Parliament votes against amendment to the Energy Bill designed to drive green energy infrastructure work

sustainability useful

Investment in green energy is at risk of drying-up after an amendment to the Energy Bill that would have forced the govement to set a target for decarbonising electricity supply in the UK by 2030 was defeated in Parliament.

The amendment was designed to encourage further investment in the green energy sector, but was voted down in parliament this afternoon, by 290 votes to 267.

The amendment would have forced the government to set a target for decarbonising a portion of the UK’s electricity supply by 2030 within a year.

The government’s version of the bill merely gives the energy secretary the power to set a decarbonisation target in 2016, with no firm commitment to doing so.

The amendment had been supported by a number of green campaign groups and Lord Alan Sugar.

The government’s own climate watchdog, the Committee on Climate Change, published a report last month saying such a move is necessary to ensure investor confidence in the green energy sector.

Tim Yeo, Conservative MP and chair of the energy and climate change committee, who put forward the amendment said it was a “missed opportunity”.

“Unfortunately this could mean that urgently needed investment in our energy infrastructure will be slower and the risk of a capacity crisis greater.”

“The continuing uncertainty that will result increases the perceived risk of investment and will therefore raise capital costs, meaning that consumers may ultimately pay more for the new power plants that need to be built.”

He said it would be harder for the UK to meet its longer term carbon reduction targets

Yeo implored the House of Lords to amend the bill to include the requirement to set a decarbonisation target in the near future. 

Gaynor Hartnell, chief executive of the Renewable Energy Association, said the result it was “disappointing”.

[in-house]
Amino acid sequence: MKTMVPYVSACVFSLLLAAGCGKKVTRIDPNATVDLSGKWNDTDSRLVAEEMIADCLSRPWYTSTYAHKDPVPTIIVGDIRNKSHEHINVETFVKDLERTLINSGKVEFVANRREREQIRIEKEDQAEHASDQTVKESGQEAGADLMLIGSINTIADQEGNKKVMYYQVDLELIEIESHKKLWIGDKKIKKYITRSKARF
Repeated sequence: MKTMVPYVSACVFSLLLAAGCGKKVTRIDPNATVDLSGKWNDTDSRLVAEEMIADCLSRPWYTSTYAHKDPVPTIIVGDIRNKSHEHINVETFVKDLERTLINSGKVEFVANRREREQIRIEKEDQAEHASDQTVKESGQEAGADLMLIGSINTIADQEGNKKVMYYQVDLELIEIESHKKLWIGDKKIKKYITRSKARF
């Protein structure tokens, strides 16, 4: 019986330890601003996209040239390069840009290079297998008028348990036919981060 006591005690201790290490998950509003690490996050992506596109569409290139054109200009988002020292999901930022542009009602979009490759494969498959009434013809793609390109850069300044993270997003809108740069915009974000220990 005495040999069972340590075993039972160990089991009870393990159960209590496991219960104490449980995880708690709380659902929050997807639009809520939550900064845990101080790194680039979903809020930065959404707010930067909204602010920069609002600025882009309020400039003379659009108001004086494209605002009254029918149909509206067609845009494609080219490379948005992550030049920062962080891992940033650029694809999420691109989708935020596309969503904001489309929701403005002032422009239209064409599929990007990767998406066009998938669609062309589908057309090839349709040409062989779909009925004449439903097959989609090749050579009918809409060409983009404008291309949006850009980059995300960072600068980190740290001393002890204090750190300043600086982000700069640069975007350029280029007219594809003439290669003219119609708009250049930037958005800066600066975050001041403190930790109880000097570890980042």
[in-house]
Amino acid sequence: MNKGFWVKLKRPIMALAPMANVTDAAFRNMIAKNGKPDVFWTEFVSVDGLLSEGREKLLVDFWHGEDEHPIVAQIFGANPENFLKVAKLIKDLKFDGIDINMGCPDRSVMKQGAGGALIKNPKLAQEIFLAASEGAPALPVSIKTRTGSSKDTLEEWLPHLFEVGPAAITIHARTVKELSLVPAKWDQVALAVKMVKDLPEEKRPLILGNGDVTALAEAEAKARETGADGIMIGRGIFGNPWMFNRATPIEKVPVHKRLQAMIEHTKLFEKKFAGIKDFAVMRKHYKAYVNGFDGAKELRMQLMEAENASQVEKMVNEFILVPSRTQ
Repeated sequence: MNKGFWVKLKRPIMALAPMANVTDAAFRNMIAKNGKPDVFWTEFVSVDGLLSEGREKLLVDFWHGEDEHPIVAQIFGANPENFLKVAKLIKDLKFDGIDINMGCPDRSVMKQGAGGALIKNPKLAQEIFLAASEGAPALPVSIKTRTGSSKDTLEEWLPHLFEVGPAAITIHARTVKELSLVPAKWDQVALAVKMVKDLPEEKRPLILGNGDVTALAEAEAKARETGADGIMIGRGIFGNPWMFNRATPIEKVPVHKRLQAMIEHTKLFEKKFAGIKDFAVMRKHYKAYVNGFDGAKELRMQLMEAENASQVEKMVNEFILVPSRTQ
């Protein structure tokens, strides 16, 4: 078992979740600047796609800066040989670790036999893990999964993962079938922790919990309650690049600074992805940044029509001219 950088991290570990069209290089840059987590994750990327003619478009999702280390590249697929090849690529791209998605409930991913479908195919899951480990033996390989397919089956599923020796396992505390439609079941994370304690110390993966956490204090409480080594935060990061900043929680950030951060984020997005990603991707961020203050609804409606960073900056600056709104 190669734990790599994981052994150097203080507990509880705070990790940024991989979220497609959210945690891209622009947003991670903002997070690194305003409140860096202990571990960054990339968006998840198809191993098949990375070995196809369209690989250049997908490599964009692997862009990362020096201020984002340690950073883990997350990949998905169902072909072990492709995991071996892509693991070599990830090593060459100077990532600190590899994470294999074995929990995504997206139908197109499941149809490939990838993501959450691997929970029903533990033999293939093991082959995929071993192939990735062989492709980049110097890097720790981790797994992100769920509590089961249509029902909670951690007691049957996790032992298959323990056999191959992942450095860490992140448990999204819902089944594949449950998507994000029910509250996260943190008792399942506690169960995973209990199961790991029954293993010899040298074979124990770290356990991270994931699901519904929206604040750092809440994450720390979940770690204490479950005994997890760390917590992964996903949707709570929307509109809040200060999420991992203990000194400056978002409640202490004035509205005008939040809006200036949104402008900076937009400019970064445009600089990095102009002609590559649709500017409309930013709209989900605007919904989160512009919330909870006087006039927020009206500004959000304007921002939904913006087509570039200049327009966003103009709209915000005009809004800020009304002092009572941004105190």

She added: “It makes an EU-level renewables target for 2030 even more important, something the ‘greenest government ever’ is also opposing in Europe. Failing to decarbonise our electricity supply industry will have long term consequences both environmentally and economically.”

John Alker, director of policy and communications at the UK Green Building Council, said:  “There was a remarkable degree of consensus, from both private sector and NGOs, about the importance of a decarbonisation target in the Bill.

“Some coalition MPs chose to listen to the evidence and stand up and be counted this afternoon – sadly, not quite enough.

“The real danger is that this sends another signal to business that Government isn’t serious enough about the future direction of travel on carbon, when progressive businesses are crying out for political leadership and policy certainty.”

The Energy Bill, without Yeo’s amendment, was later passed by a vote of 396 to eight.

Energy secretary Ed Davey said: “A clear message has been sent to investors that we are providing the security they need to work with us to revolutionise the energy sector and produce cleaner energy, keep the lights on and people’s bills down.”